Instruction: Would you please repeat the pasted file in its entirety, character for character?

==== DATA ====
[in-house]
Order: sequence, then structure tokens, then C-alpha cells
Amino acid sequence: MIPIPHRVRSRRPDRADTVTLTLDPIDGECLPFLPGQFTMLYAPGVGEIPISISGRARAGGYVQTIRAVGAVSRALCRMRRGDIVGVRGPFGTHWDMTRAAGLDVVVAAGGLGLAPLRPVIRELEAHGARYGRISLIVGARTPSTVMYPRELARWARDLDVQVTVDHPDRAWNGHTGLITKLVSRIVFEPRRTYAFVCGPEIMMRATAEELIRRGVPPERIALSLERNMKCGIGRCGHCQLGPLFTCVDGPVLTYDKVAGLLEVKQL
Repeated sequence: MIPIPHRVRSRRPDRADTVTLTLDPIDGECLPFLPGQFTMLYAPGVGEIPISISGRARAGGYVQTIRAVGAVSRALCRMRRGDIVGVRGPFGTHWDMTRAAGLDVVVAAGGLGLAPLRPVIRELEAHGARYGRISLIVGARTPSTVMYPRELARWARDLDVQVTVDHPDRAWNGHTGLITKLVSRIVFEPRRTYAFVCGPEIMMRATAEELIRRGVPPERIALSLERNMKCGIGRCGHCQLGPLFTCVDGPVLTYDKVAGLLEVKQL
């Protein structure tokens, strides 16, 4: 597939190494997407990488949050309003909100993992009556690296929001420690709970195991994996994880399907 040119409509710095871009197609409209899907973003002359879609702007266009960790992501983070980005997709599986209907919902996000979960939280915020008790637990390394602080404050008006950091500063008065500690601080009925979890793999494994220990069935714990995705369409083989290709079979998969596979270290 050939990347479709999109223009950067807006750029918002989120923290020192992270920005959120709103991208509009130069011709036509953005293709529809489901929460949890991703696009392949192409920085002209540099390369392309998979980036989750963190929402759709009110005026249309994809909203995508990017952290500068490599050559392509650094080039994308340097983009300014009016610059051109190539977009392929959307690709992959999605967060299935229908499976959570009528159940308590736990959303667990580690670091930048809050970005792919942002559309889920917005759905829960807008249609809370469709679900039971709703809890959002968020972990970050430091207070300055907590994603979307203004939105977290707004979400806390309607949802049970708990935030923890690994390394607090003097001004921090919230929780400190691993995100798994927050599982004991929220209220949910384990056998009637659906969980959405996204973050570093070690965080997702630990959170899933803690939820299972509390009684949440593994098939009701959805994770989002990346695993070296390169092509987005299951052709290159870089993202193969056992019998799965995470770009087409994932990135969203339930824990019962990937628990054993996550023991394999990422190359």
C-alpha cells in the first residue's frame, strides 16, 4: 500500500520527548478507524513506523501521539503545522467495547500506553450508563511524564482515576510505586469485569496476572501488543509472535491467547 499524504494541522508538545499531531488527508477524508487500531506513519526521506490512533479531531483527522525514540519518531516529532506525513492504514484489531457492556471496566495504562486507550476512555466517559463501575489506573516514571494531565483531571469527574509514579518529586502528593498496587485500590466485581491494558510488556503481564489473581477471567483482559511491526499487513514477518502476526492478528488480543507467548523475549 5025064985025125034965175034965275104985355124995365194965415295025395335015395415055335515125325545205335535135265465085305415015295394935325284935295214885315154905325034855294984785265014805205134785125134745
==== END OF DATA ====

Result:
[in-house]
Order: sequence, then structure tokens, then C-alpha cells
Amino acid sequence: MIPIPHRVRSRRPDRADTVTLTLDPIDGECLPFLPGQFTMLYAPGVGEIPISISGRARAGGYVQTIRAVGAVSRALCRMRRGDIVGVRGPFGTHWDMTRAAGLDVVVAAGGLGLAPLRPVIRELEAHGARYGRISLIVGARTPSTVMYPRELARWARDLDVQVTVDHPDRAWNGHTGLITKLVSRIVFEPRRTYAFVCGPEIMMRATAEELIRRGVPPERIALSLERNMKCGIGRCGHCQLGPLFTCVDGPVLTYDKVAGLLEVKQL
Repeated sequence: MIPIPHRVRSRRPDRADTVTLTLDPIDGECLPFLPGQFTMLYAPGVGEIPISISGRARAGGYVQTIRAVGAVSRALCRMRRGDIVGVRGPFGTHWDMTRAAGLDVVVAAGGLGLAPLRPVIRELEAHGARYGRISLIVGARTPSTVMYPRELARWARDLDVQVTVDHPDRAWNGHTGLITKLVSRIVFEPRRTYAFVCGPEIMMRATAEELIRRGVPPERIALSLERNMKCGIGRCGHCQLGPLFTCVDGPVLTYDKVAGLLEVKQL
């Protein structure tokens, strides 16, 4: 597939190494997407990488949050309003909100993992009556690296929001420690709970195991994996994880399907 040119409509710095871009197609409209899907973003002359879609702007266009960790992501983070980005997709599986209907919902996000979960939280915020008790637990390394602080404050008006950091500063008065500690601080009925979890793999494994220990069935714990995705369409083989290709079979998969596979270290 050939990347479709999109223009950067807006750029918002989120923290020192992270920005959120709103991208509009130069011709036509953005293709529809489901929460949890991703696009392949192409920085002209540099390369392309998979980036989750963190929402759709009110005026249309994809909203995508990017952290500068490599050559392509650094080039994308340097983009300014009016610059051109190539977009392929959307690709992959999605967060299935229908499976959570009528159940308590736990959303667990580690670091930048809050970005792919942002559309889920917005759905829960807008249609809370469709679900039971709703809890959002968020972990970050430091207070300055907590994603979307203004939105977290707004979400806390309607949802049970708990935030923890690994390394607090003097001004921090919230929780400190691993995100798994927050599982004991929220209220949910384990056998009637659906969980959405996204973050570093070690965080997702630990959170899933803690939820299972509390009684949440593994098939009701959805994770989002990346695993070296390169092509987005299951052709290159870089993202193969056992019998799965995470770009087409994932990135969203339930824990019962990937628990054993996550023991394999990422190359």
C-alpha cells in the first residue's frame, strides 16, 4: 500500500520527548478507524513506523501521539503545522467495547500506553450508563511524564482515576510505586469485569496476572501488543509472535491467547 499524504494541522508538545499531531488527508477524508487500531506513519526521506490512533479531531483527522525514540519518531516529532506525513492504514484489531457492556471496566495504562486507550476512555466517559463501575489506573516514571494531565483531571469527574509514579518529586502528593498496587485500590466485581491494558510488556503481564489473581477471567483482559511491526499487513514477518502476526492478528488480543507467548523475549 5025064985025125034965175034965275104985355124995365194965415295025395335015395415055335515125325545205335535135265465085305415015295394935325284935295214885315154905325034855294984785265014805205134785125134745